Work on Hold – Sort Of
Okay, I’ll admit it. My wrist is swollen and I’m still typing. Of course, a deadline is a deadline, and I’m not one to miss them.
It all started last week when I took a break from writing to paint the trim in my house. After tackling a doorway per week, I decided to go for the gusto and complete a hallway’s worth of doorways in a mere six hours. I ignored the pain. Two days later, I broke out the ice. Then the bandage. Then I stopped working altogether for a few days.
While I was lucky to be able to take time off because my workload permitted it, I have to tell you that I wasn’t always so in tune with my body. I used to push myself hard until a project was done. But I’d crash really hard.
Even though I took a break this weekend, this aching wrist is a reminder that I need to take care of myself in the midst of an injury. And as a self-employed writer—and a self-defined workaholic—that’s kind of hard to do.
It’s easy to take a break when you’ve got a few hours of down time during the day, or when you have a vacation schedule. It’s not so simple to do so when you want to work but can’t. When you have to do nothing. Oh, the dreaded doing of nothing at all!
So I’m bringing you some tips to help you cope with the times when you have to take some time off, and may have to work during a trial. Whether it’s a family emergency, a stubborn cold or even a busted up wrist, there comes times during this self-employment journey when you have to be the one to pace yourself before your body really retaliates.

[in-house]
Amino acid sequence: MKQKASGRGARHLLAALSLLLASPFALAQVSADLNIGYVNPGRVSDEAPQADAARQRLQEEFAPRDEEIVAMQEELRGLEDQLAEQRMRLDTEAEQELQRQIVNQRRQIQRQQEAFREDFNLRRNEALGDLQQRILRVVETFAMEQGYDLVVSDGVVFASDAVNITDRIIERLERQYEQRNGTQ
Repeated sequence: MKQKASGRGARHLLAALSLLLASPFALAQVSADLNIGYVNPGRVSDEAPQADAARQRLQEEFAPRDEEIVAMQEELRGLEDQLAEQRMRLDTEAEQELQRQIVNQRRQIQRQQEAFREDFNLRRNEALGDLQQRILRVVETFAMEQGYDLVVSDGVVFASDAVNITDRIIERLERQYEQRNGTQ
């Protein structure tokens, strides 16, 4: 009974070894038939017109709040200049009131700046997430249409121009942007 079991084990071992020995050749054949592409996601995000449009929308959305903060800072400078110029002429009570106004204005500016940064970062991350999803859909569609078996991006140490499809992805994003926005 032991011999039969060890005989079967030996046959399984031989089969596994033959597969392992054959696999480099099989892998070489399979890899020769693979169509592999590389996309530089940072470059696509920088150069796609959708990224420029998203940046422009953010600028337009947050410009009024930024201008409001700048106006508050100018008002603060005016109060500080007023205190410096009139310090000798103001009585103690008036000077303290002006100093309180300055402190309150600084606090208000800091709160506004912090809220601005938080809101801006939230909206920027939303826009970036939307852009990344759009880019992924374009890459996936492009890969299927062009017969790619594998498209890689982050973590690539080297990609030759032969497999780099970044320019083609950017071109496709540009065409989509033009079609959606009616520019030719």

Prioritize Your Workload. If you’re sick or injured, or need to take time off for another reason, it’s best to try to prioritize your workload so you can afford the time off. It’s not horrible to speak to a client about postponing a project, but I wouldn’t make a habit of it.
Make a Vacation. Take that prioritizing one step further and clear your schedule for a few days so you can attend to yourself or a crisis situation. Have client contact information handy so you can make a quick call should you need to.
Build in Time. I’m big on giving myself enough time to complete a project so if something comes up, I can still get it done. This is why I don’t procrastinate—something always comes up so it’s best to get things done while you can.
Take Small Breaks. Sick? Luckily for you, you can probably squeeze out a few work bursts and then zonk back out on NyQuil. If you work on a laptop, no one says you can’t take it to bed with you. But do take some breaks.
Kristen Fischer is a freelance writer living in New Jersey. Her first book, Creatively Self-Employed: How Writers and Artists Deal with Career Ups and Downs is available at www.creativelyselfemployed.com